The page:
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In June 2011, the International Labour Conference adopted the Convention No. 189 and Recommendation No. 201 on Decent Work for Domestic Workers. The new standards are a strong recognition of the economic and social value of domestic work and a call View More

In June 2011, the International Labour Conference adopted the Convention No. 189 and Recommendation No. 201 on Decent Work for Domestic Workers. The new standards are a strong recognition of the economic and social value of domestic work and a call for action to address the existing exclusions of domestic workers from labour and social protection. Article 5 of Convention No. 189 calls for measures to ensure that domestic workers enjoy effective protection against all forms of abuse, harassment and violence.

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The UNAIDS Secretariat provided comprehensive support for the 2011 UN General Assembly High-Level Meeting on AIDS. The resulting Political Declaration on HIV/AIDS: Intensifying our Efforts to Eliminate HIV/AIDS highlights the need to eliminate View More

The UNAIDS Secretariat provided comprehensive support for the 2011 UN General Assembly High-Level Meeting on AIDS. The resulting Political Declaration on HIV/AIDS: Intensifying our Efforts to Eliminate HIV/AIDS highlights the need to eliminate violence against women.

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In December 2011, UNHCR organized a ministerial meeting marking the 60th anniversary year of the Refugee Convention, during which a number of states made pledges related to the implementation of the Refugee and Statelessness Conventions, including on View More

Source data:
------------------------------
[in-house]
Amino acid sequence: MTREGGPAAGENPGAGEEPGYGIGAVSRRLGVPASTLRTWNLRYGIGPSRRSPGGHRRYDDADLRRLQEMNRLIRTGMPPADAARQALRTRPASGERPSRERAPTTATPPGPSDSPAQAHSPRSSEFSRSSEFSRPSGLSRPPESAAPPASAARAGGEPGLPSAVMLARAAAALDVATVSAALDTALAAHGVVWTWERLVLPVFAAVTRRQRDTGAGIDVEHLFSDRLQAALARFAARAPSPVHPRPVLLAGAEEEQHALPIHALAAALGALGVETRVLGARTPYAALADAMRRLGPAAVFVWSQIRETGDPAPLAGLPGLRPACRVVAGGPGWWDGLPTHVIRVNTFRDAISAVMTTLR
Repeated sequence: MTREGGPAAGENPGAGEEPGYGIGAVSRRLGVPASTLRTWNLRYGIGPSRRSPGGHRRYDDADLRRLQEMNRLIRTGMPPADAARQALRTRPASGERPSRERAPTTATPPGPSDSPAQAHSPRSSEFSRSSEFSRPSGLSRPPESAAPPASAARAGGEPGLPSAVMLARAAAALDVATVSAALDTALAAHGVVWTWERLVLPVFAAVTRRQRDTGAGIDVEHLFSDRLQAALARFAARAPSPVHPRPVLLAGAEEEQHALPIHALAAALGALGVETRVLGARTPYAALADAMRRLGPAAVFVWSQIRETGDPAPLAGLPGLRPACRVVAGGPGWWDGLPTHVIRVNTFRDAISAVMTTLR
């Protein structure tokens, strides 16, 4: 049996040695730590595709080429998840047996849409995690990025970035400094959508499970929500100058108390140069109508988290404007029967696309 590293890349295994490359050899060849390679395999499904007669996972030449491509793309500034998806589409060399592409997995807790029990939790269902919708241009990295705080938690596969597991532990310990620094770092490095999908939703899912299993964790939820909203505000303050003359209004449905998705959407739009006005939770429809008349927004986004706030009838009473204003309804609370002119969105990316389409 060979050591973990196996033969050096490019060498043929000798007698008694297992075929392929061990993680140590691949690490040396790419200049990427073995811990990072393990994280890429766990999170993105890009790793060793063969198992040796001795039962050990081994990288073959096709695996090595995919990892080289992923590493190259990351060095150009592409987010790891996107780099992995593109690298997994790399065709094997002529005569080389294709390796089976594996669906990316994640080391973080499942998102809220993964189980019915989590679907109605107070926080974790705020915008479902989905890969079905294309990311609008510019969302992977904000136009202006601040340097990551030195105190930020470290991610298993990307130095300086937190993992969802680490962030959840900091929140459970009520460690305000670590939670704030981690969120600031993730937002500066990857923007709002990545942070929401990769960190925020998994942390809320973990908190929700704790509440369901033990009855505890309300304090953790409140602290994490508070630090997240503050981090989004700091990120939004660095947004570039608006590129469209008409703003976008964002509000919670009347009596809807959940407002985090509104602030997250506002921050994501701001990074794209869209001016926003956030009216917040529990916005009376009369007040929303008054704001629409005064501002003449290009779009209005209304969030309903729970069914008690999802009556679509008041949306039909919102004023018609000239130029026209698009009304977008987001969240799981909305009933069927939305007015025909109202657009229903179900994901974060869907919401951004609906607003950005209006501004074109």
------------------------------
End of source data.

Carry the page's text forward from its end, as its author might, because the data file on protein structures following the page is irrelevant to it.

In December 2011, UNHCR organized a ministerial meeting marking the 60th anniversary year of the Refugee Convention, during which a number of states made pledges related to the implementation of the Refugee and Statelessness Conventions, including on eliminating sexual and gender-based violence and gender discrimination in nationality legislation.

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OHCHR submitted two reports to the Human Rights Council’s 17th session (June 2011), respectively on the expert workshop on challenges, good practices and opportunities in the elimination of all forms of violence against women (A/HRC/17/22), and a View More

OHCHR submitted two reports to the Human Rights Council’s 17th session (June 2011), respectively on the expert workshop on challenges, good practices and opportunities in the elimination of all forms of violence against women (A/HRC/17/22), and a Compilation of good practices in efforts aimed at preventing violence against women (A/HRC/17/23). OHCHR supported the Special Rapporteur on Violence against Women, its causes and consequences in developing and presenting a thematic report on multiple and intersecting forms of discrimination (A/HRC/17/26) which proposes a holistic approach to addressing the multiple and intersecting forms of discrimination that contribute to and exacerbate violence against women. The Special Rapporteur also submitted her reports to the Human Rights Council on missions undertaken to El Salvador, Algeria, Zambia and the United States. OHCHR further supported the Special Rapporteur in convening a side event on regional standards and violence against women during the seventeenth session of the Human Rights Council in June 2011. The objective of this event, which brought together representatives of regional human rights mechanisms from Africa, Asia, Europe and the Inter-American region, was to analyse the different provisions on violence against women elaborated in the regional human rights instruments and relevant jurisprudence developed by the regional mechanisms.